Biden will sharpen his shutdown message in New York state, accusing Republicans of raising costs for Americans.


President Joe Biden will step up his efforts to paint Republicans as a threat to Americans’ pocketbooks in a speech in New York state on Thursday, a closing argument that focuses less on his accomplishments and more on what he’s focused on if the GOP takes control. of Congress

Biden’s visit to a community college in Syracuse, New York, is intended to tout Micron’s commitment to invest $100 billion in semiconductor manufacturing, in part because of recent legislation that boosted domestic chip production.

But in his remarks, Biden also plans to go after Republican plans, which he said would eliminate some cost-cutting programs while rewarding the wealthy with new tax cuts.

A senior White House official said Biden would set “in stark relief” five areas where Republicans have proposed dismantling some of the Biden agenda.

They include plans to extend Trump-era tax cuts; Repealing the new drug pricing and health care cost provisions contained in the Inflation Reduction Act; elimination of tax credits for clean energy and electric vehicles; Opposing Biden’s Student Loan Plan; and threatening to cut Social Security and Medicare.

Although Biden has spent much of this year’s midterm contests highlighting steps he has taken to cut costs for Americans and boost American manufacturing, polls show Americans give him low marks on his handling of the economy.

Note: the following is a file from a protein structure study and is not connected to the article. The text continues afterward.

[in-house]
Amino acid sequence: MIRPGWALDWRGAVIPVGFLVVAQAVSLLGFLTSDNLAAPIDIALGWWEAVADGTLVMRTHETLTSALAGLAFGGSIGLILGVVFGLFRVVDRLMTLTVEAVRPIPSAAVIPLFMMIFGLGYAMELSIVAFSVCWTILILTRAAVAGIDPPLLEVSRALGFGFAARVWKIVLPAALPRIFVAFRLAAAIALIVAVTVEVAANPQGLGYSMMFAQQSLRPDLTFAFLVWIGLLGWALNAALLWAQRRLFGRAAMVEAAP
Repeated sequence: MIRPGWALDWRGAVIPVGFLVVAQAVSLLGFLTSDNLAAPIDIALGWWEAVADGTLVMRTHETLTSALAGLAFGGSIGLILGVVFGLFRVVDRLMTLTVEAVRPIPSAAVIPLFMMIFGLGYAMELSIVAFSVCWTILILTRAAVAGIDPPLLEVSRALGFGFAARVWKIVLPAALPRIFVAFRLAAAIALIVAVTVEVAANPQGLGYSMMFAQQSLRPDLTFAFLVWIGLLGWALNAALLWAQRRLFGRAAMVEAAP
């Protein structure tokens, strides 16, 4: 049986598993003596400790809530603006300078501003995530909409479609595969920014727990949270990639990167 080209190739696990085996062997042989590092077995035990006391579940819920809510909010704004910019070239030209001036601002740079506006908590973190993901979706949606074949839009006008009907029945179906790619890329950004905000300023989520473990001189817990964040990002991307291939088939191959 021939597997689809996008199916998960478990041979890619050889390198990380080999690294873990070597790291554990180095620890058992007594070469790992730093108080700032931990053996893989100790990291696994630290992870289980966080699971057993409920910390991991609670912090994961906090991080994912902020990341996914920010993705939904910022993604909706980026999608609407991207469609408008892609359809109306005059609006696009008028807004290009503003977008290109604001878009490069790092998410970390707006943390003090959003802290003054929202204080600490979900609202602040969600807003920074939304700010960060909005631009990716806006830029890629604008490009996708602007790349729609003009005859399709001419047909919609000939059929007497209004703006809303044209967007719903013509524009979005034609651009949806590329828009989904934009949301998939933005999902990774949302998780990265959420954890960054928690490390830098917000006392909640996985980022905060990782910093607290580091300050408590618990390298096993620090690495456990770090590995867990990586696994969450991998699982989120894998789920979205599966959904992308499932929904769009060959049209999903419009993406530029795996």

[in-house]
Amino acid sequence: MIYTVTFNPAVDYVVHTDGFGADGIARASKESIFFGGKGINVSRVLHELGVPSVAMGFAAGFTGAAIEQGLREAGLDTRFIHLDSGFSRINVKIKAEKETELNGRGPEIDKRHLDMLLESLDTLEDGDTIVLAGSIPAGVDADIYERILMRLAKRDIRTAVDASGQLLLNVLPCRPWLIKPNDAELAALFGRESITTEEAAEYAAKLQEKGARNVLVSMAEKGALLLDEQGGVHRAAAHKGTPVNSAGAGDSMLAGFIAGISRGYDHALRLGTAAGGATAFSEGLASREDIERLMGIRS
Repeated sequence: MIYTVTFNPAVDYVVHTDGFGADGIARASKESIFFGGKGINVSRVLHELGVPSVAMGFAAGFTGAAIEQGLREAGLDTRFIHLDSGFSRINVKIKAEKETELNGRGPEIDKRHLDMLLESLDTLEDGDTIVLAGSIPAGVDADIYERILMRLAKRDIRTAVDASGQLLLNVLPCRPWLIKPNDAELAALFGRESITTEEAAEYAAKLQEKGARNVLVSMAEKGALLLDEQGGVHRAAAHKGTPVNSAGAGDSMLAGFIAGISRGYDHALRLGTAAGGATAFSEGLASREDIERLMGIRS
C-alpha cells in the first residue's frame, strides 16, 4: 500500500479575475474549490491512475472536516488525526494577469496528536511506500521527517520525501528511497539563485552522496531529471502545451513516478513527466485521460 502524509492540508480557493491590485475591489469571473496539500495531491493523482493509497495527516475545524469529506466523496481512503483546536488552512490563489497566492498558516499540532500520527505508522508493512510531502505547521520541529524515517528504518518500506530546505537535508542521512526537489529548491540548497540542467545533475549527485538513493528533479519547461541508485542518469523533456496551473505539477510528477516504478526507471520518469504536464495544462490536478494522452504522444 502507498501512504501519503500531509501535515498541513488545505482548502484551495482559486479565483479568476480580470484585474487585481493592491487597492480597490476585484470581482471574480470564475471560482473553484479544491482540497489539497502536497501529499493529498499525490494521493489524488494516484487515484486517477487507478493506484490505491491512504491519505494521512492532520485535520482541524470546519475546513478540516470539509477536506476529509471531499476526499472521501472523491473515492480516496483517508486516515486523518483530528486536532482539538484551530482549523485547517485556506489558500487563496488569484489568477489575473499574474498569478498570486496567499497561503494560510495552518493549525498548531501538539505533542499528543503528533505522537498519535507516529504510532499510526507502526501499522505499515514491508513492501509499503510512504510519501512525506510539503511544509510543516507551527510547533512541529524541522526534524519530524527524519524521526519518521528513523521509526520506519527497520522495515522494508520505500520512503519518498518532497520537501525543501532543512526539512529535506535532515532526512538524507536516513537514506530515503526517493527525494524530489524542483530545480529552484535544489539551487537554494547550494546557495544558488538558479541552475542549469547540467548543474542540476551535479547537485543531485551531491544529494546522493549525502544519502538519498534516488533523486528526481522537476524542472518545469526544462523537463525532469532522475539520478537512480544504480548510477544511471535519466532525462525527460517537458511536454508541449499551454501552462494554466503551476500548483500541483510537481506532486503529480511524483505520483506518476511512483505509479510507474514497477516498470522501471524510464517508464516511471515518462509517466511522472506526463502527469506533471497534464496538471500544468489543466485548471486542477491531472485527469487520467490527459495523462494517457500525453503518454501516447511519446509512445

Although gas prices have started to fall again, inflation continues to weigh on the minds of voters ahead of the November vote.

Biden, who has mostly avoided large campaign rallies in favor of official events to promote his agenda, has recently sharpened his attacks on Republicans for threatening to undo steps he says have cut costs for Americans.

“There are two very different ways of looking at our country. One, as I said before, is the view from Park Avenue, which helps the wealthy and perhaps reaches everyone in the country. The other is from Scranton or Claymont or thousands of towns across the country, like where I grew up,” he said at the White House on Wednesday, referring to the towns he lived in as children in Pennsylvania and Delaware.

However, he acknowledged that many Americans had not yet felt the benefit of the improving economy.

“I am optimistic. It will take some time. And I appreciate the frustration of the American people,” he said.

White House officials said Wednesday that Biden’s message in Syracuse would offer a sharp rebuttal to Republican plans, including the possibility of sending the country into default by refusing to raise the debt ceiling.

It’s a message Democratic officials hope will resonate in the final stretch of the campaign, as Republicans appear to be gaining ground. Biden himself is expected to continue traveling in the days leading up to the election, along with members of his cabinet.

A White House official said Cabinet members have traveled to 29 states since Oct. 1 on 77 separate trips to spread Biden’s message.

“We’re entering a period here where the choice before the American people is incredibly stark, and the president will continue to lay bare the impact on families of the mega MAGA divestment agenda that Republicans in Congress have put forward. And he’ll continue to press that case in the weeks ahead. ”, said the person in charge.

Biden’s midterm campaign schedule has so far focused mostly on states he won in the 2020 election, but the races are closer than expected.

In Syracuse, officials identified a region that will benefit from one of Biden’s top priorities, boosting domestic semiconductor production.

But it’s also at the center of a competitive House race in which a Trump-aligned conservative Republican is up against a moderate Democrat in a contest that’s now a toss-up. The seat is being vacated by retiring Republican Rep. John Katko.

New York State’s gubernatorial election has also heated up in recent weeks, with Democratic Gov. Kathy Hochul facing off against Rep. Lee Zeldin in a race focused on rising crime rates.